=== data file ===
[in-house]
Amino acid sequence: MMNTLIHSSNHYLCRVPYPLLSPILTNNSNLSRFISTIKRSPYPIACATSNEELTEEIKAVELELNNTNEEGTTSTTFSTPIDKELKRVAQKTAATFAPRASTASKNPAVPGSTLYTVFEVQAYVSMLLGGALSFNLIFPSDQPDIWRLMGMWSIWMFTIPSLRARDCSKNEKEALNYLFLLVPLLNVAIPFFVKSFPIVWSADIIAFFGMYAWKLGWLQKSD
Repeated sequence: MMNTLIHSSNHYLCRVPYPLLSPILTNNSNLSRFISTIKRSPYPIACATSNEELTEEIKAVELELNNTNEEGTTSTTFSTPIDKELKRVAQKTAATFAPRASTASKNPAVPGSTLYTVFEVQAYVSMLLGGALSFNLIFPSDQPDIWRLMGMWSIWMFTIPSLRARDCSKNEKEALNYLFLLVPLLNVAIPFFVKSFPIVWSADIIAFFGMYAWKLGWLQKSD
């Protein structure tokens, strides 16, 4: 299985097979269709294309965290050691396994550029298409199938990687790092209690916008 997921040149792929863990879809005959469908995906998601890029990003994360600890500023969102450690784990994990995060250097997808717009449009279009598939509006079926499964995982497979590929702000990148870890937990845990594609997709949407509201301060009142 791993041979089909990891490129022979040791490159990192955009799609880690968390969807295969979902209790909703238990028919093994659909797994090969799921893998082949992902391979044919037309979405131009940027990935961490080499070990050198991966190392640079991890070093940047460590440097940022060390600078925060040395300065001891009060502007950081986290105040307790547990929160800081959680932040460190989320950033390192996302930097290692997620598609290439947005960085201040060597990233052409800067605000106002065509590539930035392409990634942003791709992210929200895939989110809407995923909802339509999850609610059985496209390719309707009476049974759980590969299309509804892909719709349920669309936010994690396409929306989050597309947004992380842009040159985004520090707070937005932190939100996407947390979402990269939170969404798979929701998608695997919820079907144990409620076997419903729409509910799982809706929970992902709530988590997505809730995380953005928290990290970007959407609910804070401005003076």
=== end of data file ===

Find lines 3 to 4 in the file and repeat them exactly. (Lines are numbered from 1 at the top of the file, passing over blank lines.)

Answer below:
Repeated sequence: MMNTLIHSSNHYLCRVPYPLLSPILTNNSNLSRFISTIKRSPYPIACATSNEELTEEIKAVELELNNTNEEGTTSTTFSTPIDKELKRVAQKTAATFAPRASTASKNPAVPGSTLYTVFEVQAYVSMLLGGALSFNLIFPSDQPDIWRLMGMWSIWMFTIPSLRARDCSKNEKEALNYLFLLVPLLNVAIPFFVKSFPIVWSADIIAFFGMYAWKLGWLQKSD
């Protein structure tokens, strides 16, 4: 299985097979269709294309965290050691396994550029298409199938990687790092209690916008 997921040149792929863990879809005959469908995906998601890029990003994360600890500023969102450690784990994990995060250097997808717009449009279009598939509006079926499964995982497979590929702000990148870890937990845990594609997709949407509201301060009142 791993041979089909990891490129022979040791490159990192955009799609880690968390969807295969979902209790909703238990028919093994659909797994090969799921893998082949992902391979044919037309979405131009940027990935961490080499070990050198991966190392640079991890070093940047460590440097940022060390600078925060040395300065001891009060502007950081986290105040307790547990929160800081959680932040460190989320950033390192996302930097290692997620598609290439947005960085201040060597990233052409800067605000106002065509590539930035392409990634942003791709992210929200895939989110809407995923909802339509999850609610059985496209390719309707009476049974759980590969299309509804892909719709349920669309936010994690396409929306989050597309947004992380842009040159985004520090707070937005932190939100996407947390979402990269939170969404798979929701998608695997919820079907144990409620076997419903729409509910799982809706929970992902709530988590997505809730995380953005928290990290970007959407609910804070401005003076």